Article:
What a wonderful dress! thank you for the review. I adore the fabrics, especially the green one on the right with the floral and geometric patterns. It's got a lot going on and I know you will chose a delightful pattern for it.

Rose in SV

Lindsay T said...

I really like that dress on you. I think it's worth trying again in a different fabric.

My parents used to live in Jakarta in the 90s. I wish I had returned to sewing by then because they could have brought me oodles of lovely fabric.

kiltsnquilts said...

I also like the dress on you and think it would be worth trying to do something with the pleats for another version. Also I do agree that 'pregnant chic' is a 'look' and it might not make a classic reliable black dress to wear for years to come.

Could you create a frankenpattern from one or two (or three?) patterns for your kimono style? Changing a round back neckline to a V would be fairly simple and easier than adding a wrap front - but merging two or three different patterns might work. Or try looking for a top that fits the bill and simply lengthen it?

Carolyn (cmarie12) said...

Trena - a couple of things...

You do want to have the black dress finished ahead of time...take it from someone who made hers two days after her father died...

Second - this dress is really cute on you!

Third - you must be the only sewist I know who has more clothes than me! *LOL*

Sew4Fun said...

Lovely dress, gorgeous backdrop and a beautiful model. I'd be taking a million photos too. :)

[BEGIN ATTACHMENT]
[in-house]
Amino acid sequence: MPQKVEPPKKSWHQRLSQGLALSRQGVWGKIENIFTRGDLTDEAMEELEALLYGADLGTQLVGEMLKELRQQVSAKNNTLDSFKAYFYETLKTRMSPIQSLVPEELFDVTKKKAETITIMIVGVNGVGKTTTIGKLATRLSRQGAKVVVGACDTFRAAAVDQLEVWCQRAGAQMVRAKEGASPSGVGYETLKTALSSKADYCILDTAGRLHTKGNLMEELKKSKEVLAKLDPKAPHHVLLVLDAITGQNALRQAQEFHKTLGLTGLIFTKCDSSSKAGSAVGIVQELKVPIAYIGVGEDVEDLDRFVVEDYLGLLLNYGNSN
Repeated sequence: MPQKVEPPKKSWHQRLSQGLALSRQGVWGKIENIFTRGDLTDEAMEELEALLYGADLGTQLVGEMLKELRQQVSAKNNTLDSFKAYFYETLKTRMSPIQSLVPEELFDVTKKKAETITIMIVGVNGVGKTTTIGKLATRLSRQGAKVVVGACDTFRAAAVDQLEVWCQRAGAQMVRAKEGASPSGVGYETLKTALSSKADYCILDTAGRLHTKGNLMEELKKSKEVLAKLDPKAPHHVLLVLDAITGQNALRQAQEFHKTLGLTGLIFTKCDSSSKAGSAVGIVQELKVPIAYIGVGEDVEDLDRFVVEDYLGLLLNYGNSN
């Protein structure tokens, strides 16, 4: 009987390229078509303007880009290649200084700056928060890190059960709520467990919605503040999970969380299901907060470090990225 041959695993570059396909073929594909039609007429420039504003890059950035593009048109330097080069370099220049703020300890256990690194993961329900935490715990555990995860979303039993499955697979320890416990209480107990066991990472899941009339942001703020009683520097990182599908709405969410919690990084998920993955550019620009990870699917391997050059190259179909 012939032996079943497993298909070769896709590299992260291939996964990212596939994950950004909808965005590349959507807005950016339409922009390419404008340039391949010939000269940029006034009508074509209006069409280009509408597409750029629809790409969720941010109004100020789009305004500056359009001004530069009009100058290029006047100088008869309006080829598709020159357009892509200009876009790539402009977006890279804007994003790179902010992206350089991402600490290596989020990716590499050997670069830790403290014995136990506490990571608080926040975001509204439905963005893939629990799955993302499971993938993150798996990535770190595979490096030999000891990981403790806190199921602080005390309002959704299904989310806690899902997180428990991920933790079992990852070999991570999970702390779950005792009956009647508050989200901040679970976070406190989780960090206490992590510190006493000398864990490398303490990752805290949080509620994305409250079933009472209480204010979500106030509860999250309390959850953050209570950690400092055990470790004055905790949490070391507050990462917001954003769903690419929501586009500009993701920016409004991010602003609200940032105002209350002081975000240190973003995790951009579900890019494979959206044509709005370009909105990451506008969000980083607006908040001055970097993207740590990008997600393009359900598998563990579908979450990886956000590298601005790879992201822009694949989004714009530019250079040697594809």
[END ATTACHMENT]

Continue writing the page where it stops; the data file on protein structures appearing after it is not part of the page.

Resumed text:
Linda said...

Great dress. I love the fabric and the polka dot lining fabric is excellent choice. Very envious of your Malaysian fabric.

Kathi said...

The dress is adorable! I completely understand the pregnant chic issue - I have some dresses like that also. They look great from some angles, but bad at other angles!

Gail said...

I was in Malaysia back when I wasn't sewing much. I really regret not buying silk which was abundant and cheap.

Shelley's Garden said...

Hi Trena, I like the dress and the fabric you bought. The Black fabric sounds beautiful...but I don't think black is necessary for a funeral. I've conducted lots of funerals over the past 15 years and have never, ever worn black. I remember one of my first funerals -- the 86 year old widow wore a bright spring coloured dress. She hugged each of the 200 some guests and told any who commented on her cheery dress, "Earl bought me this dress." We all knew the bright colours reflected both her's and Earl's vision of heaven. In the years that black has been particularly popular, I've noticed lots of black at funerals. Prior to that, not much at all. Perhaps that reflected people's desire to get away from the time when a mourning family was forced by cultural standards to wear black at the funeral and for years afterwards. If your happy to wear black, go for it. But otherwise, I'd suggest choosing to wear to funerals what is most comfortable for you and your cultural/ family setting.